Reprinted from Tri Point Fundraising
This fundraising question comes from Tom, who writes:
"I can't convince my ED that we should have a board retreat. Can you help?"
Yes, Tom! I can help! Thanks for asking.
First, I would want you to find out what your executive director's objection to a board retreat is? Are they concerned about time? Money? And, maybe they don't see the value or benefit. So let's start there.
Board Retreats Are Different from Board Meetings
Let me start by saying that board retreats should not simply be longer versions of your normal board meeting. They should be noticeably different from your regular board meetings, and have a distinct feel and purpose.
For example, the items that normally appear on your board meeting agenda should not appear on the agenda for your retreat—especially reports! There should be no regular committee reports at your retreat.
And, in order to make them feel different, a board retreat should take place in a different location, if at all possible. But you don't need to spend a lot of money on a fancy retreat location—although wouldn't that be nice! Hopefully one of your board members has a conference room you can use for your retreat. All you need are chairs, tables, an easel, and a few flip charts.
Pros & Cons of Hiring a Board Retreat Facilitator
Another thing to think about when planning for a board retreat are the pros and cons of using an outside facilitator. I'll admit, I'm totally biased on this subject, because facilitating board retreats is one of my favorite parts of my work. But also because I truly believe there are strong benefits to having a professional facilitating your retreat.
That said, here's a quick list of pros and cons, starting with the cons.
The Cons of Hiring a Board Retreat Facilitator
The only con I can think of is the cost. Honestly, there isn't any other downside.
And if you think of the fee of the facilitator as an investment in getting your board and staff more engaged and prepared to help with fundraising, then it's actually an investment in your nonprofit, and you can move it over to the "pro" column.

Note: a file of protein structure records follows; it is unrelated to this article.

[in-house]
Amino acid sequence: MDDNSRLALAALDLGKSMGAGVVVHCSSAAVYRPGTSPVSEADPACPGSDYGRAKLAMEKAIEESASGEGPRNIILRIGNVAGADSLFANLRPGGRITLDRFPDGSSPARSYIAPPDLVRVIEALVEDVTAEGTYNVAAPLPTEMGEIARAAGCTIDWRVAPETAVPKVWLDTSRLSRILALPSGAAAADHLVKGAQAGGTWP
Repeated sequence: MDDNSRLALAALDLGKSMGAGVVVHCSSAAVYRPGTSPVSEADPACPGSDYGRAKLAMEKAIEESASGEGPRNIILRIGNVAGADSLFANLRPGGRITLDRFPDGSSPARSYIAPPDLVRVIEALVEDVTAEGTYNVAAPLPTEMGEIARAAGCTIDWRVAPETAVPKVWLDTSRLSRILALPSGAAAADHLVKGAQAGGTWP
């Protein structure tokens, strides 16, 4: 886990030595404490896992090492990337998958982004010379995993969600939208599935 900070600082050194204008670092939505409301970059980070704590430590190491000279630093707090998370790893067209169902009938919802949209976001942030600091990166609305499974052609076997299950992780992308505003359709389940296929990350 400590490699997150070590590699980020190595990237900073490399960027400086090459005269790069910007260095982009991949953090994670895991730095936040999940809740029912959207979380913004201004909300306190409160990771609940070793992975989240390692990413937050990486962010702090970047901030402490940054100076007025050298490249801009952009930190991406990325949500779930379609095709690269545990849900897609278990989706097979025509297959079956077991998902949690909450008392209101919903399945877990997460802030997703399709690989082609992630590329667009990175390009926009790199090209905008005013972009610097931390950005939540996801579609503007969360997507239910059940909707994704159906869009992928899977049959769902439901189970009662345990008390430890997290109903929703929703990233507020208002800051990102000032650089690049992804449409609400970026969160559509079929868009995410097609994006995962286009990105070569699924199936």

The Pros of Hiring a Board Retreat Facilitator
So let's get to the pros—three essential reasons to have a professional facilitator.
Get an outside perspective.
Board members pay more attention to an outsider. They are less inclined to be distracted by work or phone calls.
Staff can participate.
When you have an outside facilitator, staff can participate too—and don't have to worry about the agenda or personalities in the room.
Professional board retreat facilitators are trained and experienced, and usually well worth it.
Board Retreats on a Budget
If you truly can't afford a retreat facilitator, consider swapping executive directors or development directors for a day with another organization, and you lead their retreat and let them lead yours. You won't have the benefits of having a professional facilitator, but you will get the benefits of having an outsider.
Okay, I think I've gotten a little carried away with the whole facilitator thing, so let's get back to Tom's question about how to convince his boss to have a retreat in the first place.
Three Vital Reasons to have a Board Retreat
Remember, there are three key reasons for having an annual board retreat:
- Team Building
- Strategic Planning
These are all critical topics for your board, and an annual retreat is the best place to start tackling these important issues.
Now, if you are only focused on strategic planning at your retreat, which I find to be the case in about half the organizations I work with, my question to you is this ...
How do you expect to pay to implement your plans if your board members aren't engaged in fundraising? You can have the best plans in the world, but if you can't fund them, what good are they?
So, having a retreat to discuss both planning and fundraising are critical!
Watch the Video!
The preceding is a guest post by Amy Eisenstein. Recognized as a leading expert in her field, she's helped small and large nonprofits alike raise millions of dollars through major gift and capital campaigns, board development, annual fund campaigns, direct mail, and planned gift solicitations. Amy's primary mission is to make nonprofit development simple, helping them to clear away the complexity and raise funds much more effectively.